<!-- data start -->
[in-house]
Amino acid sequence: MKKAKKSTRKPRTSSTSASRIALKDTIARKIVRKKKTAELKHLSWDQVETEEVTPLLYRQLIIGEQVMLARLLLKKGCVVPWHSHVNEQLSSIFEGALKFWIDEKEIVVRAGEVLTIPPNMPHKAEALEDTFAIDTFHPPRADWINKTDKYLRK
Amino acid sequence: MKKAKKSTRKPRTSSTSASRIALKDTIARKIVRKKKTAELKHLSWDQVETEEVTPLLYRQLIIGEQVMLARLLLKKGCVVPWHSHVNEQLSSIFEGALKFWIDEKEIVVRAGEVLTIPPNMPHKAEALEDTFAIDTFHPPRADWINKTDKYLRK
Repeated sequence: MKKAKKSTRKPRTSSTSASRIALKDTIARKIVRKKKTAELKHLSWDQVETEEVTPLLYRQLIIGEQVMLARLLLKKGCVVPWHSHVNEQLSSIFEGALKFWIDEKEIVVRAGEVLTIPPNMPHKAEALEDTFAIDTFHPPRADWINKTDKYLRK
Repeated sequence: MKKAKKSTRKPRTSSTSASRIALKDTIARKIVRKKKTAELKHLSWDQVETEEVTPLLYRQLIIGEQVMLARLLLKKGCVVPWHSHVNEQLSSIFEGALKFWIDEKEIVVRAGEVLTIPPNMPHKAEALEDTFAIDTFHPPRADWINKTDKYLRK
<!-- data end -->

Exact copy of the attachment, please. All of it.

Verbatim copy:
[in-house]
Amino acid sequence: MKKAKKSTRKPRTSSTSASRIALKDTIARKIVRKKKTAELKHLSWDQVETEEVTPLLYRQLIIGEQVMLARLLLKKGCVVPWHSHVNEQLSSIFEGALKFWIDEKEIVVRAGEVLTIPPNMPHKAEALEDTFAIDTFHPPRADWINKTDKYLRK
Amino acid sequence: MKKAKKSTRKPRTSSTSASRIALKDTIARKIVRKKKTAELKHLSWDQVETEEVTPLLYRQLIIGEQVMLARLLLKKGCVVPWHSHVNEQLSSIFEGALKFWIDEKEIVVRAGEVLTIPPNMPHKAEALEDTFAIDTFHPPRADWINKTDKYLRK
Repeated sequence: MKKAKKSTRKPRTSSTSASRIALKDTIARKIVRKKKTAELKHLSWDQVETEEVTPLLYRQLIIGEQVMLARLLLKKGCVVPWHSHVNEQLSSIFEGALKFWIDEKEIVVRAGEVLTIPPNMPHKAEALEDTFAIDTFHPPRADWINKTDKYLRK
Repeated sequence: MKKAKKSTRKPRTSSTSASRIALKDTIARKIVRKKKTAELKHLSWDQVETEEVTPLLYRQLIIGEQVMLARLLLKKGCVVPWHSHVNEQLSSIFEGALKFWIDEKEIVVRAGEVLTIPPNMPHKAEALEDTFAIDTFHPPRADWINKTDKYLRK